In fact, it is pleasant to record that in March 1945, when the war was over for Italy, TV Luigi de la Penne, who had led the raid in Alexandria, was awarded the Medaglio d’Oro, the Italian VC: it was pinned to his chest by none other than the former captain of VALIANT, by then promoted to be Vice Admiral Sir Charles Morgan. A type of international chivalry, rather more than simple camaraderie,has often been apparent amongst midget submariners, human torpedomen, assault swimmers, British SBS, USN SEALs and equivalents in other navies: to an even greater extent than the community of standard submariners, they share exposure to the constant, implacable and most dangerous enemy of all-the sea.

In a memorandum to the Chiefs of Staff dated 18 January 1942 Churchill irritably demanded: “Please report what is being done to emulate the exploits of the Italians in Alexandria Harbour and similar methods of this kind … “. But the Royal Navy bad already done a great deal in this downward direction-principally due to the intolerable threat posed against vital Russian convoys by the giant German TIRPITz holed up in a Norwegian fjord, where no regular forces could strike her, ready to pounce at any moment on shipping sailing up and down the Norwegian Sea.

Chariots, virtually duplicating Italian Maiali, were a possible answer; but the eventual solution for eliminating “The Beast”, as Churchill called the battleship, was a small flotilla of midget submarines.

Styled X-craft to maintain secrecy, the first midget was launched into the Hamble River, leading to Southampton Water, on the night of Sunday, 15 March 1942. HMS X3 (the names X1 and X2 had previous unconnected owners) was short, fat and ugly-the ideal shape for a submarine, never mind the appearance, as J.P. Holland had proclaimed half a century earlier.

Tests and evaluation quickly led to production models: the Twelfth Submarine Flotilla, based thenceforward in Scotland, was in business.

About 52 feet long, an X-craft with a crew of four, was shorter than the U.S. Navy’s first submarine USS HOLLAND, and less in diameter at 5.75 feet. Displacement was 29.7 tons submerged with 2.7 tons reserve buoyancy (10 percent) on the surface. Strapped to the sides were two streamlined side-cargoes-delayed action mines, each holding 4,480 pounds of Amatol-for releasing beneath a moored or anchored target. Limpet mines were available ad hoc as a secondary weapon system; but of course these required a diver to exit (and hopefully re-enter) the craft via an abominable Wet and Dry chamber which also housed the head: designed to avoid upsetting the extremely delicate trim the upright coffin was pumped full from an internal seawater tank below, and subsequently drained thereto. The pump, at the moment that the compartment filled, abruptly exerted full force on the body of the occupant whose tender appendages amidships, to say nothing of his eardrums, suffered correspondingly. The phenomenon was known, without affection, as the Squeeze.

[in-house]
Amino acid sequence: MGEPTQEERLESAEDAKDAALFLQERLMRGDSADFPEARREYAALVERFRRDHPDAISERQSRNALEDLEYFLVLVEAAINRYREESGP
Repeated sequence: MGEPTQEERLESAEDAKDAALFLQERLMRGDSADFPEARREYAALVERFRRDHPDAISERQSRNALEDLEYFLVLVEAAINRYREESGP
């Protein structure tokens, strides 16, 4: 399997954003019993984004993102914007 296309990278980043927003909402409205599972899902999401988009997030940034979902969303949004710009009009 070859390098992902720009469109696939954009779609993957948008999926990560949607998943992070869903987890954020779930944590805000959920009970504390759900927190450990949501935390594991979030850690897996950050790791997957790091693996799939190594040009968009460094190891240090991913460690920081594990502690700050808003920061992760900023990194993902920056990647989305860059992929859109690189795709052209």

The diver/swimmer-not the most envied of midget personnel-could also cut a way through anti submarine nets using a compressed air or hydraulic chisel gun. The technique, together with other relevant midget submarine hardware, is readily available to intruders today; but the long training, historically proven to be crucial, may not be so easy to come by.

The British X-craft crews trained arduously and realistically against alerted targets for the best part of 18 months, and critiques of these exercises were detailed and unsparing. (The training of German and Japanese midget-men took short cuts which were demonstrably counter-productive in the event).

The difficulties and dangers of the task that lay ahead were daunting: they involved threading a passage through a known German minefield and then up 50 miles of narrow fjord to a target whose defences were considered by the enemy to be impregnable-all that before commencing the actual attack. But the typical irreverence of special forces everywhere showed through, in the 12th Flotilla, with dry, understated humor. For example, the report by Cameron, captain of X6, on the final workup included:

“Night entrance to Port HHZ [codename for Loch Cairnbawn advanced base} in the face of ‘stiff’ opposition. We did this on the surface trimmed down, sitting on the casing … with water up to my middle, very damp but good fun …